December 23, 2015

Jan Brett

Once upon a time, a close knit team of 2nd grade teachers decided to ring in Winter with a Jan Brett author study. They read books, did activities, and even hosted a Rotation Day for related crafts and snacks. Changes have happened, all for the good, and these three teachers no longer teach at the same school together...

...But THIS teacher keeps ringing in the holiday break with a Jan Brett author study. Even when she doesn't really have time for it because she is supposed to be stressed out by her Expeditionary Learning "Showcase" scheduled for the three days before the holiday break (What?! How did that happen?!)

Anyways, I wanted to share a few ideas for using Jan Brett's books in a middle elementary classroom. I think that her most famous book, The Mitten, is one often shared with younger kids for a variety of reasons, but there is so much good stuff that older kids can learn from her books as well! You might be surprised by just how excited your “grown up” students will get about reading her stories.

You should know that while many of her stories have a holiday theme, many of them do not-they just happen to be set in snowy places! This may help you if you have students of different cultural or religious backgrounds in your classroom.

Let's get to the learning point. Jan Brett's books can be used to teach many of the Literature common core standards. Here are a few of my favorites:

Teach or review traditional literature by sharing The Mitten, Gingerbread Baby, and Goldilocks to name a few. Some of her pieces, like The Umbrella, or The Three Snow Bears, are traditional stories re-imagined in a new setting. 

Compare and contrast Jan Brett's traditional literature with more familiar versions. Compare and contrast The Mitten and The Umbrella or The Three Snow Bears with Goldilocks. Students could draw and build their own Venn diagrams to compare and contrast two of her books.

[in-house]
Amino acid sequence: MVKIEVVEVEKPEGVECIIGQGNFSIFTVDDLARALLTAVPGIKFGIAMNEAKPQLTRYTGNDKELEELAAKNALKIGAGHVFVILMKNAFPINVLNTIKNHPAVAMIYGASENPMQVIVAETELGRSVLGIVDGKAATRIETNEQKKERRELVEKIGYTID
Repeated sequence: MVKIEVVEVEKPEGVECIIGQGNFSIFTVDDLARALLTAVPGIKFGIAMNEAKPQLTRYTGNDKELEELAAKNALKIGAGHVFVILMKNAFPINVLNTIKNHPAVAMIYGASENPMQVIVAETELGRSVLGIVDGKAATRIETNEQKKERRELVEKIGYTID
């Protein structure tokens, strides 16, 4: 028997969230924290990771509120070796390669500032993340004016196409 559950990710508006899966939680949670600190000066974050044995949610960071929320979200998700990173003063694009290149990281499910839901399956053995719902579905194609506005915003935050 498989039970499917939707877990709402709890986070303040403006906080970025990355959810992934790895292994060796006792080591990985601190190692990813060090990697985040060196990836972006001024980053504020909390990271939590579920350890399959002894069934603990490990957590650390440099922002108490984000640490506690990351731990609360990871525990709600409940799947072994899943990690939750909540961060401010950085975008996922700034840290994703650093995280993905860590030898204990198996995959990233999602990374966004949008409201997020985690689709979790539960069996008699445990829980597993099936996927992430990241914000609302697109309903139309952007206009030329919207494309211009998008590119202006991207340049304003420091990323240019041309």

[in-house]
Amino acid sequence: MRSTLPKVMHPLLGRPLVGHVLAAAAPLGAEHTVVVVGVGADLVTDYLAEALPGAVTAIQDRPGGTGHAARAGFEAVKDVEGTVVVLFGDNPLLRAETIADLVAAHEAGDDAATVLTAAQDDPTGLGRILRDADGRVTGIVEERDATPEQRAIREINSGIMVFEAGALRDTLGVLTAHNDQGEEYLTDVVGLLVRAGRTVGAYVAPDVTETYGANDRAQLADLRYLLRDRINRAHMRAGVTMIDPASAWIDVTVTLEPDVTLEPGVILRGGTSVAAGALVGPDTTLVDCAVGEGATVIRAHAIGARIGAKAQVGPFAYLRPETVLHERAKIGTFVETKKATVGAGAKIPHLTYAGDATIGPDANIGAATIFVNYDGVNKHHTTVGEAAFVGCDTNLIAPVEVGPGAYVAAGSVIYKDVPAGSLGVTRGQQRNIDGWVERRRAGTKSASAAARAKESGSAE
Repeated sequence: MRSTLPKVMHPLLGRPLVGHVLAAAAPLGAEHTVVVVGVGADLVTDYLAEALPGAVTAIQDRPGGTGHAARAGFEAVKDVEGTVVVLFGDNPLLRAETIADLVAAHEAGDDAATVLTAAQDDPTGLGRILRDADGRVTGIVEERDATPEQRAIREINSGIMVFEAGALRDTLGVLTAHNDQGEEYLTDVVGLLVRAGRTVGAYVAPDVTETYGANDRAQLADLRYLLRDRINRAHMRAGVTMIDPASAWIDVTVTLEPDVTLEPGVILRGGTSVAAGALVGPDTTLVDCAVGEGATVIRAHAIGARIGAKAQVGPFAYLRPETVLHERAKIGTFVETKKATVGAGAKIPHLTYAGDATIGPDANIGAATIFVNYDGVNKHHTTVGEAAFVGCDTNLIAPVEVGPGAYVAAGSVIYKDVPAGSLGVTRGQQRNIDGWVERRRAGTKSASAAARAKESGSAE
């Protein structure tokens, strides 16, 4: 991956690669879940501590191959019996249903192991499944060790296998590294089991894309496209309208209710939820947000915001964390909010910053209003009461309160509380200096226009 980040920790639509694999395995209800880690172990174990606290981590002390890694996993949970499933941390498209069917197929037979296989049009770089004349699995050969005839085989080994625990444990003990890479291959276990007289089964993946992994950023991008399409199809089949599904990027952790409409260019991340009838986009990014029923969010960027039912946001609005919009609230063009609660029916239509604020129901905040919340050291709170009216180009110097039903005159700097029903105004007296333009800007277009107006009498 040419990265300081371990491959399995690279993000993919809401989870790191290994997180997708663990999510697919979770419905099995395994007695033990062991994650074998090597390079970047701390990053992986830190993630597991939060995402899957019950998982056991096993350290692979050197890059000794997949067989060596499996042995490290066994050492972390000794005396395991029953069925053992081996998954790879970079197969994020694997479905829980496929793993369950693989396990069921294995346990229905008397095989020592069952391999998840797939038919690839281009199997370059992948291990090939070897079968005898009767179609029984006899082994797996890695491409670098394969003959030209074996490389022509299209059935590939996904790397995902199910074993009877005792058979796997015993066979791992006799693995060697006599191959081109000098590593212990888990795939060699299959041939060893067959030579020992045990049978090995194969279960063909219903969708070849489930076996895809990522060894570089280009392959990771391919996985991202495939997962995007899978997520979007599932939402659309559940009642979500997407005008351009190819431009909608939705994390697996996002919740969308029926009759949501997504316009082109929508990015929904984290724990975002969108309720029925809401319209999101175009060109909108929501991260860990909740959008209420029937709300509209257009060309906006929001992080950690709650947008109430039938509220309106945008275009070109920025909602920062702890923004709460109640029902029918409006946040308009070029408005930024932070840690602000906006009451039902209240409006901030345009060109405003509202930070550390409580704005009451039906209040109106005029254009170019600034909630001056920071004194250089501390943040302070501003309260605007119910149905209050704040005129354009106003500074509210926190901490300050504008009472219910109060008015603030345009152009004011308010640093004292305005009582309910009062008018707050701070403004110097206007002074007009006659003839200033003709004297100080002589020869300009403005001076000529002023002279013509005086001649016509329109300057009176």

Study the ways characters change and what they learn through their experiences. In The Wild Christmas Reindeer, Teeka learns to use love and patience to train Santa’s reindeer. In Home For Christmas, Rollo the troll loses his tail when he learns a lesson about being part of a family.

You absolutely must watch some of Jan Brett’s videos where she gives lessons on how to draw some of her characters. Not only can students follow along, learning to draw in Brett’s style, but they learn about her process, inspiration, and craft as she describes her work. My favorites are How to Draw a Hedgie, Gingerbread Baby, and A Baby Polar Bear. You can access her videos by clicking here.

I suggest that you stay close to the computer to pause the video as students are following along. Jan can move rather fast. I also suggest letting students use dry erase boards for their first go round. If you have time, they can transfer their work on paper after that. If you have a lot of time, they can also use watercolor and sharpies to make their picture look great! In How To Draw a Gingerbread Baby, Jan gives instruction on watercolor which may give new ideas for students to try.

Throw a Jan Brett winter party! Many school districts are moving away from the traditional Christmas party, and I promise you that if you throw a Jan Brett party, your kids will not miss the Christmas theme!

Serve mitten cookies, make a Swedish heart ornament, do a Hedgie craft, eat Gingerbread, and more! The possibilities are really endless and so much fun.

I hope you enjoyed my ideas. I tried to keep things simple this year because we were preparing for a showcase. My main goal is to enjoy the books, learn from the author/illustrator, and keep those kiddos excited to be at school with me!

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